By the time Donavon finally signed the papers, Alice had met a new man who was financially stable, loved her, and loved Genesis as his own. In fact, part of the reason Donavon did sign the divorce papers is because he recognized that Alice’s new fiancé was “maybe not so bad.”
Donavon made a deal with God: “If you’re not going to give Alice back to me, then I just pray You just send me the person that You want me to have.” He stopped pursuing Alice, and sought the Lord instead.
Also, the other man had a big house with a four-car garage, a pool and a lake, plus a 9 to 5 job. Donavon was still a musician without a 9 to 5, and he lived in an apartment.
“I felt like I couldn’t compete,” he says. “I felt like I loved Alice enough to let her be happy.”
‘That’s not your husband.’
During the Thigpens’ separation and divorce, “Donavon started traveling (for music). He was in Mississippi once or twice a month,” Alice says. But as she was planning her wedding, Donavon moved back home.
He explains: “I was in San Diego for three weeks. … I was playing for an itinerant preacher, I was making more money than I’d ever made in my life, but Genesis learned how to ride a bike while I was in San Diego. (That) messed me up.”
A Jackson church, then called Word of Faith, had tried to hire Donavon twice. When they approached him a third time, he said yes.
“And guess what,” Alice says. “That’s where me and my (fiancé went) to church.” Soon they were seeing Donavon every Sunday morning.
“He makes sure he’s at the door when we get there, walks (Genesis) out every Sunday, he sits her up on the organ,” Alice says.
“That’s my child,” Donavon says.
“Yep, he’s staking his claim,” Alice says. “So now he’s here in town, he’s going to all the school functions, he’s picking her up on his days and weekends — he’s being the responsible adult I wanted him to be before we divorced.”
Meanwhile, Alice was in prayer about her impending marriage, and she and her fiancé had started premarital counseling. One night, a voice woke her up:
“That’s not your husband.”
She looked around, “trying to see who’s playing with me, who’s whispering in my ear, and nobody was there. The next day, I’m spooked.”
She called her best friend and her sisters, who said the voice must’ve been the devil, and that she was just getting cold feet.
Alice believed them. Until she heard the voice again, clearly stating the same words, within about a month. “I think I had been praying more,” she says.
Her fiancé glossed over the incident as a mere nightmare, and didn’t understand why she was freaking out. The next day, he bought her a new car. “So it was like … life is good,” she says.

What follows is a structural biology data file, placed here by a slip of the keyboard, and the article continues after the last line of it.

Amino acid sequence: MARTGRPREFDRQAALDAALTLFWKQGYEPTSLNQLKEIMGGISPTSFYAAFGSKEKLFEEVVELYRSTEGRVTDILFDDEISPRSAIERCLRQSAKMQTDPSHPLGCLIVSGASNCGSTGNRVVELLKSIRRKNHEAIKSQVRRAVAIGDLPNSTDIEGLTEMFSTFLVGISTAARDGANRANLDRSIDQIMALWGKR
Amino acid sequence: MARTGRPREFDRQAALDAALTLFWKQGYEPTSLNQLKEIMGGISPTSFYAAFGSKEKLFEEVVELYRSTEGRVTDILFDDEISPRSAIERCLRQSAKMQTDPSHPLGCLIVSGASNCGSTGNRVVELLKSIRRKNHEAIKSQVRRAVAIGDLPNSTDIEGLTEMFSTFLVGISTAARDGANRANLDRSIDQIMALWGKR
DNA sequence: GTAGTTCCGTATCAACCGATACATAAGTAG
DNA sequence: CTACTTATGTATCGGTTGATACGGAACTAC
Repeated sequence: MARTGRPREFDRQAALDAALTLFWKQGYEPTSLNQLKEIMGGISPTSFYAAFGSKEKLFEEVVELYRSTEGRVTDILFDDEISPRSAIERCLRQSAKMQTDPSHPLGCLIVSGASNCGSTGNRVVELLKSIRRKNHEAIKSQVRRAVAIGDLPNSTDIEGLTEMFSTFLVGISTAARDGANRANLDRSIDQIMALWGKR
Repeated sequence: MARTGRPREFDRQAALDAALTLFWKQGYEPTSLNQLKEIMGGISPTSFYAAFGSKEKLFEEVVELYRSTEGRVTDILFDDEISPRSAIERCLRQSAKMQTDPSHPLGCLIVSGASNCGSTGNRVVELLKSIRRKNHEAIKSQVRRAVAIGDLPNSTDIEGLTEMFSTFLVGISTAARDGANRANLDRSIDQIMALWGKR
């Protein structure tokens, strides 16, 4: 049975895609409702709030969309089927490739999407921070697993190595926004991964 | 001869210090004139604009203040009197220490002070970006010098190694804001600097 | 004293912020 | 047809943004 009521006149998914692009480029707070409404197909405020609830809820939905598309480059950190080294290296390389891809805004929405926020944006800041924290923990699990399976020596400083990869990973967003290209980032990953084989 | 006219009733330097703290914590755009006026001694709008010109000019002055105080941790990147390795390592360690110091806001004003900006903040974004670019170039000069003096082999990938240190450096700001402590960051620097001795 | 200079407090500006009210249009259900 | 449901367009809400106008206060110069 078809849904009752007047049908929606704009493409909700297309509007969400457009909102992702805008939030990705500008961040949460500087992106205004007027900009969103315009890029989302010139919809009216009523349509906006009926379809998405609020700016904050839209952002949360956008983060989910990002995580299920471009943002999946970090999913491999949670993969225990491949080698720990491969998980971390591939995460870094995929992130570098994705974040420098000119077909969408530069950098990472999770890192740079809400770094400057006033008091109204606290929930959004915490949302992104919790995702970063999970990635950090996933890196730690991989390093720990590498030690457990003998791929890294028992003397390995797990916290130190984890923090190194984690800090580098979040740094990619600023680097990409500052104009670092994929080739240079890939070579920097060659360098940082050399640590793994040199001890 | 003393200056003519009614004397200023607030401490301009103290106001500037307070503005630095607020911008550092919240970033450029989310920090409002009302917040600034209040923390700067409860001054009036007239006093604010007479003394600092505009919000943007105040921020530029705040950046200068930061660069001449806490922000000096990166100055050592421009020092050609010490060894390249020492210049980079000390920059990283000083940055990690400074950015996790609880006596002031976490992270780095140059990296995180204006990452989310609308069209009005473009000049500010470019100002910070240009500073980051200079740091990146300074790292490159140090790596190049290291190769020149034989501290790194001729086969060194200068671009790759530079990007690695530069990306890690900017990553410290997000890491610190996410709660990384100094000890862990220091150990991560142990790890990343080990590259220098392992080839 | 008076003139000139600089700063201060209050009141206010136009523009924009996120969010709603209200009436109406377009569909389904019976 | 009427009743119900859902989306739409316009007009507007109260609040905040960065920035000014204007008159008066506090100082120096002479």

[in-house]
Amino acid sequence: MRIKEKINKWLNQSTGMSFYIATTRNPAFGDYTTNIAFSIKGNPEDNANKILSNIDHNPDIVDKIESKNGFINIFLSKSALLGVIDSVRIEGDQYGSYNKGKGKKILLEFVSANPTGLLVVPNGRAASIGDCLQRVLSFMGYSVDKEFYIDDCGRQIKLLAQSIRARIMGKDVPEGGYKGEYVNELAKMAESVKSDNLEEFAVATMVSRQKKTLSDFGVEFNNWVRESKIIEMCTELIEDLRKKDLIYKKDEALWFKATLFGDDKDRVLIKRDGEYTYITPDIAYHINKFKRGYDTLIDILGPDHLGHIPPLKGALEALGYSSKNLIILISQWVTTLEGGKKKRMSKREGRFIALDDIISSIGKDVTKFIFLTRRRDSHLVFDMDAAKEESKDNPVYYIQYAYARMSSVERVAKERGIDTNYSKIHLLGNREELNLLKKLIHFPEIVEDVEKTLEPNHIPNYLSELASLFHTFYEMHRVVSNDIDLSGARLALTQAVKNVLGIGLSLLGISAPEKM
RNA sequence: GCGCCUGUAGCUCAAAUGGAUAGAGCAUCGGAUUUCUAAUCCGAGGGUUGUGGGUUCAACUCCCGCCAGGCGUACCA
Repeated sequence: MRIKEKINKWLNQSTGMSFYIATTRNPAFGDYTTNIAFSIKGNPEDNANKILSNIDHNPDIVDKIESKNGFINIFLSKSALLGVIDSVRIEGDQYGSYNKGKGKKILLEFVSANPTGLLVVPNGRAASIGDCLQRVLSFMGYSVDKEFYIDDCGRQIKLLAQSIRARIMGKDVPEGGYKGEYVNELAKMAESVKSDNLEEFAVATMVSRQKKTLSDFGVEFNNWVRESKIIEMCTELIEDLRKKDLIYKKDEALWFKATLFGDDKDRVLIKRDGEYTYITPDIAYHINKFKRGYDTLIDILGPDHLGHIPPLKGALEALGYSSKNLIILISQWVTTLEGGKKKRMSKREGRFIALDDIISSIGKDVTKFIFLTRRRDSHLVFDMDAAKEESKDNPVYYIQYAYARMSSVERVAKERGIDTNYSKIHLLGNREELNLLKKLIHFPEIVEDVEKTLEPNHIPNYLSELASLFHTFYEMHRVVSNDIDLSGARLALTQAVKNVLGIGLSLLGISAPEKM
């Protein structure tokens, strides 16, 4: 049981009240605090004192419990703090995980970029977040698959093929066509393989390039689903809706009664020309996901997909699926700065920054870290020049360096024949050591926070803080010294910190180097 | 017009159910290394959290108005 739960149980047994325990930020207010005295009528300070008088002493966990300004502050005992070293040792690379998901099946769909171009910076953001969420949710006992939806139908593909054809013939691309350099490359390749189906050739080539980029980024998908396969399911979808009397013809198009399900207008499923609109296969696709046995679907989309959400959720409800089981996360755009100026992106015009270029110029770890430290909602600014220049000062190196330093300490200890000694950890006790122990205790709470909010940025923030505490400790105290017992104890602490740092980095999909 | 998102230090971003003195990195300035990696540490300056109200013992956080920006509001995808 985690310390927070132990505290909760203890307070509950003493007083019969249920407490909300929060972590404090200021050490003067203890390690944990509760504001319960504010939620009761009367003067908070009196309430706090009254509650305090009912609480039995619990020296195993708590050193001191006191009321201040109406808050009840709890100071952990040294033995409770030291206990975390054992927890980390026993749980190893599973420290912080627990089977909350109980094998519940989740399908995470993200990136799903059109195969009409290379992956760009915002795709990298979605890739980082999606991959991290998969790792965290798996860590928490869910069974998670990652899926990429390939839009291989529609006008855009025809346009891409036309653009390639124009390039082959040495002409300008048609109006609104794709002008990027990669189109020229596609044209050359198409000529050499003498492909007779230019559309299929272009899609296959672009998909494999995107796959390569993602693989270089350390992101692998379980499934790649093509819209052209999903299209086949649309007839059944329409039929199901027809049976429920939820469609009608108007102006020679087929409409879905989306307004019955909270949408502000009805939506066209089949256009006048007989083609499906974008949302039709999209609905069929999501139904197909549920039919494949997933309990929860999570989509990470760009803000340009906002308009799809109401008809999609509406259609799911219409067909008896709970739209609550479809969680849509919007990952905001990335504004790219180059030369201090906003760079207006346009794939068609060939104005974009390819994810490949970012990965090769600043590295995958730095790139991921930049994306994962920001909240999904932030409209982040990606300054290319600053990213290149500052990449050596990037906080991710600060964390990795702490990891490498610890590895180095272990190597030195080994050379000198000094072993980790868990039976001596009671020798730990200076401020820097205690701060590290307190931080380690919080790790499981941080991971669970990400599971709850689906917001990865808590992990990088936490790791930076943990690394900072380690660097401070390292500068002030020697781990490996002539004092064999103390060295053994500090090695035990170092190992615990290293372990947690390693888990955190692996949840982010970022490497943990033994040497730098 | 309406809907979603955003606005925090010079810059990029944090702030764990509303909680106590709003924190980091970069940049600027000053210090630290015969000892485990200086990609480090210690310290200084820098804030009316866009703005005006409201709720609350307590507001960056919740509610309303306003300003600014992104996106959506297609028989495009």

But she still needed to talk to someone.
“I couldn’t go back to my sisters and my best friend,” she says, “so who do I call to have this discussion, this spiritual encounter, with? My baby daddy.”
By this time, she and Donavon were “good friends and co-parenting great,” she says.
When she told him what the voice had said, he responded, “I’ve been knowing that, but I’ve just been waiting on you to figure that out.”
Within a month, she broke off her engagement.
An eternal contract
Alice and Donavon started dating again — and then got pregnant with their second daughter, Zoë, while Donavon was still music minister at Word of Faith.
Donavon expected to be fired when he told the pastor. Instead, the pastor said, “‘As far as I’m concerned, marriage is forever, (and) you guys have an eternal contract,’” Donavon recalls. “(The church) kind of walked us through, they loved on us.”
“We were getting the premarital counseling that we should’ve gotten when we were 20 and 21,” Alice says.
Finally, the Thigpens got married again on their 10-year anniversary, July 15, 2008 — in the church office, Donavon says with a laugh. “But we had a nice reception (at) the Fairview Inn.”
They’d named their daughter Zoë because it means “the God kind of life,” Alice says, “because we feel like we were where we needed to be. God was in the midst of everything.”
In 2012, Eden was born. “She was the only child we planned,” Donavon says. He and Alice thought maybe they’d have a boy this time, but no dice. Now, both parents are grateful they have three daughters.
“They are easy,” Alice says. “God gives you exactly what you’re supposed to have.”
As for Eden’s name, it means “the paradise of God,” or “God’s resting place,” Alice says. “And I thought, ‘Yeah, that’s perfect, ’cause after this one, we’re resting.’”
After marrying, divorcing, remarrying, and having three daughters in the midst of all that, the Thigpens were in a stable place. Donavon was still a music minister, and Alice was a loan closing specialist at Hope Federal Credit Union in Jackson, with a decorating business on the side.